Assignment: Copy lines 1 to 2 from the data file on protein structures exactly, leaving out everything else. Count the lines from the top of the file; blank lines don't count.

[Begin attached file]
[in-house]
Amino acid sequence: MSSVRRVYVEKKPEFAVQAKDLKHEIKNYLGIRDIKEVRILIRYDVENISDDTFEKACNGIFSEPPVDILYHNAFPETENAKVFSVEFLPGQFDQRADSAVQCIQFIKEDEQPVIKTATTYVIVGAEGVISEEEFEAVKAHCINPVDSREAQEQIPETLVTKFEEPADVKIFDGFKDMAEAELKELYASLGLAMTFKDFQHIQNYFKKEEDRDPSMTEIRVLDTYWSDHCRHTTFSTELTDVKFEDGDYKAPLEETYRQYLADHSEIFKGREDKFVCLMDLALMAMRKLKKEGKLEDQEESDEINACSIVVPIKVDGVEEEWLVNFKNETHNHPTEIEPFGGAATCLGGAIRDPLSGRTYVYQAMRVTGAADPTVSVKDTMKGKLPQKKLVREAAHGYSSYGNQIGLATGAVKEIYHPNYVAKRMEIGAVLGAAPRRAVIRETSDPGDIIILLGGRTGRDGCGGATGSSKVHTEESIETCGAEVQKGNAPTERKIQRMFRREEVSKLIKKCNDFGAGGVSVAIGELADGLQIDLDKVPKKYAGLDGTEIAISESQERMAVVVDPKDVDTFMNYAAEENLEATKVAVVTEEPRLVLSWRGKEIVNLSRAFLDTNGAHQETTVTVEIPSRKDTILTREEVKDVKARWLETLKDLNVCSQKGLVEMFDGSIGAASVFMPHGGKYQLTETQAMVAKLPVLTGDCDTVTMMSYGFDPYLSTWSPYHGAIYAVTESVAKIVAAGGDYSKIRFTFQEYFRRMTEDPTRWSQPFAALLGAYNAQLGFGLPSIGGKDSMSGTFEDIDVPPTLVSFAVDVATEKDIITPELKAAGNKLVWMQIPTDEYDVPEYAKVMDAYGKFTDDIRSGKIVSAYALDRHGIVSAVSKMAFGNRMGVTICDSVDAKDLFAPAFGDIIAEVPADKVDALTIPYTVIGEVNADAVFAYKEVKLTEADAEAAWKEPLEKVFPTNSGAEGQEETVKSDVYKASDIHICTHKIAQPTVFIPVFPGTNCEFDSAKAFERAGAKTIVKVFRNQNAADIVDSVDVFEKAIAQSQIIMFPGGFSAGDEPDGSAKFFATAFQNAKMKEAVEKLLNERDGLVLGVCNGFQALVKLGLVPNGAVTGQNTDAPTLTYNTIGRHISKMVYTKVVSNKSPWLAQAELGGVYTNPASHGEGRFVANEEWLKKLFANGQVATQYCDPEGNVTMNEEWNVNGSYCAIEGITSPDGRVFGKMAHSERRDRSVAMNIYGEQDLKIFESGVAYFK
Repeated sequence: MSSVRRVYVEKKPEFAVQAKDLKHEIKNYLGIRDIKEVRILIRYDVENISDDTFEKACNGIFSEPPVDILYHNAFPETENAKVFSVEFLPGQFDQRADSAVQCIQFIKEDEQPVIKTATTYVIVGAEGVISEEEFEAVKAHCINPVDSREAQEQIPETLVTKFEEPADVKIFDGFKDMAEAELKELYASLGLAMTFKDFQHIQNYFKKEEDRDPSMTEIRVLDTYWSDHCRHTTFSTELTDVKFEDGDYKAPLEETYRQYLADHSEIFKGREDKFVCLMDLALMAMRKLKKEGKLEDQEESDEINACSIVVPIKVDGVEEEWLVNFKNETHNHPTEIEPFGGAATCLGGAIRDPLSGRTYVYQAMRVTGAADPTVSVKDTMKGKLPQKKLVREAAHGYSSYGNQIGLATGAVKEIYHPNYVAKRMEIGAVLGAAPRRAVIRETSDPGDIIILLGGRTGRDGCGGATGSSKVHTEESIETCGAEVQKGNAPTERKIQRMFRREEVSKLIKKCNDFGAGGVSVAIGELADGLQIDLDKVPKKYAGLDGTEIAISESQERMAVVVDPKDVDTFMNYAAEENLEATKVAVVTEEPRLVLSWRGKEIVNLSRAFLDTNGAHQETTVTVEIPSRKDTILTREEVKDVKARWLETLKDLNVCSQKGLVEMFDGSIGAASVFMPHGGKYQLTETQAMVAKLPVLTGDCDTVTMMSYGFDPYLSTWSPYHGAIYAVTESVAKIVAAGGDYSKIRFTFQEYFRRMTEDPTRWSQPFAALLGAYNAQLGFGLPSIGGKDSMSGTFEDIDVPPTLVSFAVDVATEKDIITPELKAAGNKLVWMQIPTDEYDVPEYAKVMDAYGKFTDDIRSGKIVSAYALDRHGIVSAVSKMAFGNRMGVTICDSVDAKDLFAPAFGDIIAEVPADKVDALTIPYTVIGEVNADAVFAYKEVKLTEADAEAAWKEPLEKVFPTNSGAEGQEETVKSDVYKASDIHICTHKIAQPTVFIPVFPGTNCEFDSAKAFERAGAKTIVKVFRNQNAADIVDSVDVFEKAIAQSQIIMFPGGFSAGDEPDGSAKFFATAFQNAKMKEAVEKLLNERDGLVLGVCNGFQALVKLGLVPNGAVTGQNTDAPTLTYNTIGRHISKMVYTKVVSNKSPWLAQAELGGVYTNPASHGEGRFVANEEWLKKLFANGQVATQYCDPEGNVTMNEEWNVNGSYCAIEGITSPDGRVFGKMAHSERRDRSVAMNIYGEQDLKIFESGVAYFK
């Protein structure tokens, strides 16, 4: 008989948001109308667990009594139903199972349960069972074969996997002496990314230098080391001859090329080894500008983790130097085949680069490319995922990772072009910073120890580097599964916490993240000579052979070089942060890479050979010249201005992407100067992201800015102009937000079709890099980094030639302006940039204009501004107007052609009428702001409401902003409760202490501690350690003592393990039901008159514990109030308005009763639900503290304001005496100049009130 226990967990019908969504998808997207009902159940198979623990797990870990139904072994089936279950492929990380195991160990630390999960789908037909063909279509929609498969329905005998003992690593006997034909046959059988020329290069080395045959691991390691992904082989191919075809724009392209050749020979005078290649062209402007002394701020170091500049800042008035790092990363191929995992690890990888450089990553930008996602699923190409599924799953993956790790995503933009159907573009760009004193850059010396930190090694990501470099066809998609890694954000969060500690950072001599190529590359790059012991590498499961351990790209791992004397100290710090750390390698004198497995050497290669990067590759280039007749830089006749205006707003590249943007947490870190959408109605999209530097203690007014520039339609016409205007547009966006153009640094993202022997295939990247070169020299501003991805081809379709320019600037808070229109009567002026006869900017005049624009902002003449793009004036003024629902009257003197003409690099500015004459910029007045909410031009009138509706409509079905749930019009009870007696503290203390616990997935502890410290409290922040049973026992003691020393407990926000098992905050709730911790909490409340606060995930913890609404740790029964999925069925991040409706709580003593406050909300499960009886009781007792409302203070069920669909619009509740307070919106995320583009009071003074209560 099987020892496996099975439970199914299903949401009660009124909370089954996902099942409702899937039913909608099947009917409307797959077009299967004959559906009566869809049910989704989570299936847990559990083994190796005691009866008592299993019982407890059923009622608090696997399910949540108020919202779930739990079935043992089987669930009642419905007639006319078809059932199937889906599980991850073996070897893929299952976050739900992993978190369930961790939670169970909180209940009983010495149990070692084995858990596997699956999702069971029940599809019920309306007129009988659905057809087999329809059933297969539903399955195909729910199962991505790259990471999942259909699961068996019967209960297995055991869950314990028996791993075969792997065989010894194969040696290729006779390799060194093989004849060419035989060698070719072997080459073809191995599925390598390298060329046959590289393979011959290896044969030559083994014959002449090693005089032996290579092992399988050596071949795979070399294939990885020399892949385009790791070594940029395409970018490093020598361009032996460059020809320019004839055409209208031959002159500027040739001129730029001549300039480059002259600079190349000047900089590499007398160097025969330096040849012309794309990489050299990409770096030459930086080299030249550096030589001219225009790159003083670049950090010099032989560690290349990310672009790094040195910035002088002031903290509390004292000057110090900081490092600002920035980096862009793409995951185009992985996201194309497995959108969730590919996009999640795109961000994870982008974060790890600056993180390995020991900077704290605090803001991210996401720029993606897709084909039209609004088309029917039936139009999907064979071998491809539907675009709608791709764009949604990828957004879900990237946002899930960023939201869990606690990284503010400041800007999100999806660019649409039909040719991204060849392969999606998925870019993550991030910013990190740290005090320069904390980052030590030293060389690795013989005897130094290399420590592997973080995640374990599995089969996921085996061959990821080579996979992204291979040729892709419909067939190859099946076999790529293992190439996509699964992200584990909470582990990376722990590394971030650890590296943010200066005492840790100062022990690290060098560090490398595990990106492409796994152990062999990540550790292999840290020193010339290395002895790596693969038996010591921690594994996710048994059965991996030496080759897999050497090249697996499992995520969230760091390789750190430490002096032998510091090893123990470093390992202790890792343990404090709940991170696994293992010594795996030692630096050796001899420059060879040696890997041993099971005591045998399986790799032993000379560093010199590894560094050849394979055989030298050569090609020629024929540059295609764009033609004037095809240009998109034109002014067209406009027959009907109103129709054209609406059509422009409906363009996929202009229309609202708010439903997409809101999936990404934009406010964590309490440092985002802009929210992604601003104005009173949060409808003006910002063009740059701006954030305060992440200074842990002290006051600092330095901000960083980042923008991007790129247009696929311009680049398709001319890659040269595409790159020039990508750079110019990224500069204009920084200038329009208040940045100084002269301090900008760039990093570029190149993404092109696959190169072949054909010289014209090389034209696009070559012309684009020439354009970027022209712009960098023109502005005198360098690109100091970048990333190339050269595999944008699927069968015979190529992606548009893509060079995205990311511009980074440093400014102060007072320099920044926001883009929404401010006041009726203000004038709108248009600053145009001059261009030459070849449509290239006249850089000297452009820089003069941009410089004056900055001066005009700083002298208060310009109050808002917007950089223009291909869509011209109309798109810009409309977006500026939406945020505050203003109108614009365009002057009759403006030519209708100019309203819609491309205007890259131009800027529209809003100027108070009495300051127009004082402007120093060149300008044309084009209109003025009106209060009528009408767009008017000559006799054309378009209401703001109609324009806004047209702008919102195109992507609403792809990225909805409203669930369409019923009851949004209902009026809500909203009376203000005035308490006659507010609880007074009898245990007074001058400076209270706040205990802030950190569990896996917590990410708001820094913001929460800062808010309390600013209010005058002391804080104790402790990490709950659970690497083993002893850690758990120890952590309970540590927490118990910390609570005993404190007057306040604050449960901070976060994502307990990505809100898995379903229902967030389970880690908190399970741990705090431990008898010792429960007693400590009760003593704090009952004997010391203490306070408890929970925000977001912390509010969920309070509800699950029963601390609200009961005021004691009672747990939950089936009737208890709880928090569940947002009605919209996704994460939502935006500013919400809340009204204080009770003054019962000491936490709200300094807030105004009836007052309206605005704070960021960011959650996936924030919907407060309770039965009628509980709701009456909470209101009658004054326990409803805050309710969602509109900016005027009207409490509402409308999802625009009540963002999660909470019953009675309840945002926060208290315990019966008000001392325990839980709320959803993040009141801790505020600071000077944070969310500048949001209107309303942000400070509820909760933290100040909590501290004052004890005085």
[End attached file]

[in-house]
Amino acid sequence: MSSVRRVYVEKKPEFAVQAKDLKHEIKNYLGIRDIKEVRILIRYDVENISDDTFEKACNGIFSEPPVDILYHNAFPETENAKVFSVEFLPGQFDQRADSAVQCIQFIKEDEQPVIKTATTYVIVGAEGVISEEEFEAVKAHCINPVDSREAQEQIPETLVTKFEEPADVKIFDGFKDMAEAELKELYASLGLAMTFKDFQHIQNYFKKEEDRDPSMTEIRVLDTYWSDHCRHTTFSTELTDVKFEDGDYKAPLEETYRQYLADHSEIFKGREDKFVCLMDLALMAMRKLKKEGKLEDQEESDEINACSIVVPIKVDGVEEEWLVNFKNETHNHPTEIEPFGGAATCLGGAIRDPLSGRTYVYQAMRVTGAADPTVSVKDTMKGKLPQKKLVREAAHGYSSYGNQIGLATGAVKEIYHPNYVAKRMEIGAVLGAAPRRAVIRETSDPGDIIILLGGRTGRDGCGGATGSSKVHTEESIETCGAEVQKGNAPTERKIQRMFRREEVSKLIKKCNDFGAGGVSVAIGELADGLQIDLDKVPKKYAGLDGTEIAISESQERMAVVVDPKDVDTFMNYAAEENLEATKVAVVTEEPRLVLSWRGKEIVNLSRAFLDTNGAHQETTVTVEIPSRKDTILTREEVKDVKARWLETLKDLNVCSQKGLVEMFDGSIGAASVFMPHGGKYQLTETQAMVAKLPVLTGDCDTVTMMSYGFDPYLSTWSPYHGAIYAVTESVAKIVAAGGDYSKIRFTFQEYFRRMTEDPTRWSQPFAALLGAYNAQLGFGLPSIGGKDSMSGTFEDIDVPPTLVSFAVDVATEKDIITPELKAAGNKLVWMQIPTDEYDVPEYAKVMDAYGKFTDDIRSGKIVSAYALDRHGIVSAVSKMAFGNRMGVTICDSVDAKDLFAPAFGDIIAEVPADKVDALTIPYTVIGEVNADAVFAYKEVKLTEADAEAAWKEPLEKVFPTNSGAEGQEETVKSDVYKASDIHICTHKIAQPTVFIPVFPGTNCEFDSAKAFERAGAKTIVKVFRNQNAADIVDSVDVFEKAIAQSQIIMFPGGFSAGDEPDGSAKFFATAFQNAKMKEAVEKLLNERDGLVLGVCNGFQALVKLGLVPNGAVTGQNTDAPTLTYNTIGRHISKMVYTKVVSNKSPWLAQAELGGVYTNPASHGEGRFVANEEWLKKLFANGQVATQYCDPEGNVTMNEEWNVNGSYCAIEGITSPDGRVFGKMAHSERRDRSVAMNIYGEQDLKIFESGVAYFK